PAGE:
Interested in linking to "Say nuts to illness, excess carbs"?
You may use the Headline, Deck, Byline and URL of this article on your Web site. To link to this article, select and copy the HTML code below and paste it on your own Web site.
Nuts are ingredients, snacks, food and the source of additional ingredients and other useful compounds. As a component in finished foods, they provide crunch, bursts of flavor and other pleasing attributes in baked foods, confections, and now in salads, coatings for meat dishes and other applications.
There's a fair amount of technology behind nuts these days. They are generally orchard-raised crops and, like all crops, have considerable science behind the steps of planting, harvesting and processing. Despite a bevy of recent research, nuts possess only partially understood nutritional qualities. For sure, they are a high-quality and nutritious accompaniment or ingredient in foods, and they help differentiate a high-end product from a plain one.
If you still think nuts naturally fall off trees, are whacked with a hammer to open and their nutmeats are pried out with a pick, you're a little behind the times. Nuts are big business. Tree nuts, including walnuts, almonds, hazelnuts, pecans, pistachios, pine nuts, and Brazil nuts, are grown in many countries of the world and are important exports and imports. Each of these nuts has a history and a nutrient content that makes them interesting. Their collective growth covers millions of acres worldwide.
Nuts are usually sorted for size, especially if they are cracked mechanically. After they are dried to the optimum level for cracking, (generally below 10 percent moisture) nuts may be chilled to make it easier to take out the nut meat in larger pieces. They are cracked mechanically, often using a roller cracker adapted from grain mills.
Aspirators and/or blowers often are used to separate the nut meats from the shell, as the heavier nut kernel drops down and the shell fragments are blown away. They are usually further sorted by electronic means to avoid any remaining pieces of shell. For a number of years, acoustic grading located debris in partly shelled nuts. White light sorters have also been used. Today's sorters are most likely to be laser sorters that locate non-nut fragments and "zap" the fragment away.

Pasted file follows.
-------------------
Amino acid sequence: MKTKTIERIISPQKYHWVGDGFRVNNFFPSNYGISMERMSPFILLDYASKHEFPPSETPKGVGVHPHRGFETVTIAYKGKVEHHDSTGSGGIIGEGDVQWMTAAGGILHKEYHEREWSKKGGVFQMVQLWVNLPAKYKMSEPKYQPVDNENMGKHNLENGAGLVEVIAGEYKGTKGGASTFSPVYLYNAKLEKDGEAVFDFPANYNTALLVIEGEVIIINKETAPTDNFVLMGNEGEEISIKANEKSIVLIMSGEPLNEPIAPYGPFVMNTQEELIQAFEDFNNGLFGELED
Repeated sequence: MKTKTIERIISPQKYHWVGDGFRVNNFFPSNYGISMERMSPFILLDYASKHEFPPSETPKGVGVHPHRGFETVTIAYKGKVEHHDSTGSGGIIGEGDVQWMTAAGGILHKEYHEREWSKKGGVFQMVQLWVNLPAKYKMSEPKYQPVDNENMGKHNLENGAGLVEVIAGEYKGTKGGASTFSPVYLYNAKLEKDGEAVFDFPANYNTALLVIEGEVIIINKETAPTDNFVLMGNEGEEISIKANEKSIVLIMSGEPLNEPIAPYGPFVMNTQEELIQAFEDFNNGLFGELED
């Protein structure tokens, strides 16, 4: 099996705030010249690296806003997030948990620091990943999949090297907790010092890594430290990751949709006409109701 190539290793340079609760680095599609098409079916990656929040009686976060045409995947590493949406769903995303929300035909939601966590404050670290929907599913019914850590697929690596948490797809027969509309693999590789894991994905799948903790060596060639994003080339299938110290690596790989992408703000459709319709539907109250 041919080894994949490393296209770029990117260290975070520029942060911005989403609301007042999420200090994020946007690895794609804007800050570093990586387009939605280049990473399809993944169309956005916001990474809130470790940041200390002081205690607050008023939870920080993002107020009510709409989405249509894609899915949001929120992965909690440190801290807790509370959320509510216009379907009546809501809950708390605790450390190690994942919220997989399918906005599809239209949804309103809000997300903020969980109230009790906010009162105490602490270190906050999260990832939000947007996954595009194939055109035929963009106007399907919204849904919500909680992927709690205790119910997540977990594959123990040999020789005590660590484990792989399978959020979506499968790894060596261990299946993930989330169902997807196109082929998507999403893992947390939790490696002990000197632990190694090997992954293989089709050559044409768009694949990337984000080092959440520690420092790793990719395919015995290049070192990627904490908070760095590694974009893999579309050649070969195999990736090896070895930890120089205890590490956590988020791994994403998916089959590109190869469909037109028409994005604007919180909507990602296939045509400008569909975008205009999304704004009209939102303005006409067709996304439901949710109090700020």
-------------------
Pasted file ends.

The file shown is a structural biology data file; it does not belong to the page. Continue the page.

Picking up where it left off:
Nuts also may be color sorted to avoid spoiled nut pieces. Moisture and fat content is checked, and they are sometimes further processed into slices, granules or meal. Nuts also may be toasted or roasted.
Special handling required
Meyer also notes, "We changed the fats we use for roasting, eliminating trans fatty acids, and the nuts actually taste better."
Nuts include meaningful quantities of monounsaturated lipids that are good for the heart , but often not so good for mixed food systems, flavorwise, so they require a little special handling. Manufacturers recommend nuts be stored in a closed container in a cool, dark, place, such as a refrigerated storage room. American Almond Co. recommends storing nuts in poly-lined cartons or fiber drums and using them within 30 days.
Candy, baked goods and ice cream products are major users of tree nuts. Ice cream is a tricky application and requires "protecting" the nuts from the moisture of the ice cream, according to Richard Hauber, a creator of ice cream inclusions for Guernsey Bel, a Chicago-based division of Kerry Group (www.kerryingredients.com). "Protecting nuts in ice creams and desserts is usually a process of coating them with sugars to keep the moisture out," he explains.
To make nutty inclusions, Hauber triple-pans nut meats with sugar, caramel, toffee fines, and/or chocolate coating. "Toffee fines will pick up a little moisture from the ice cream, creating a puddle of intense flavor around the pecan, cashew, or walnut, and protects the lipid in the nut. The cold temperature of the ice cream keeps the lipid from going rancid, as long as it's protected from moisture."
Tom Treese, a confectioner and baker and now consultant to food companies, notes the unsaturated fats that make nuts a prized part of diets can be a problem in confections, cookies, and health bars that must have a certain amount of shelf life. Treese likes to use almonds in longer-term shelf-life products because they have the best stability against rancidity.
The best way to formulate with nuts, especially if the cookies or bars need more than six to eight weeks shelf life, is to package them in film that is treated with antioxidants, especially tertiary-butyl-hydroquinone (TBHQ), or to nitrogen-flush the package. When dealing with nuts in products that are more sensitive, Treese suggests nuts that are treated with infrared rays to quickly raise the temperature enough to destroy enzymes that trigger rancidity.
"The temperatures vary from one kind of nut to another," says Treese. "You can treat them with an infrared unit or place them in a mixer-blender and inject steam to reach the temperature necessary to stop enzyme activity. If you are going to use nuts in foods, you have to be careful what fats you use in the formulation. Nuts are not as forgiving as other ingredients. You have to watch moisture levels, water activity and fats."
FoodProcessing.com is the go-to information source for the food and beverage industry. We offer processing best practices as well as new products, equipment and ingredients for food and beverage processors.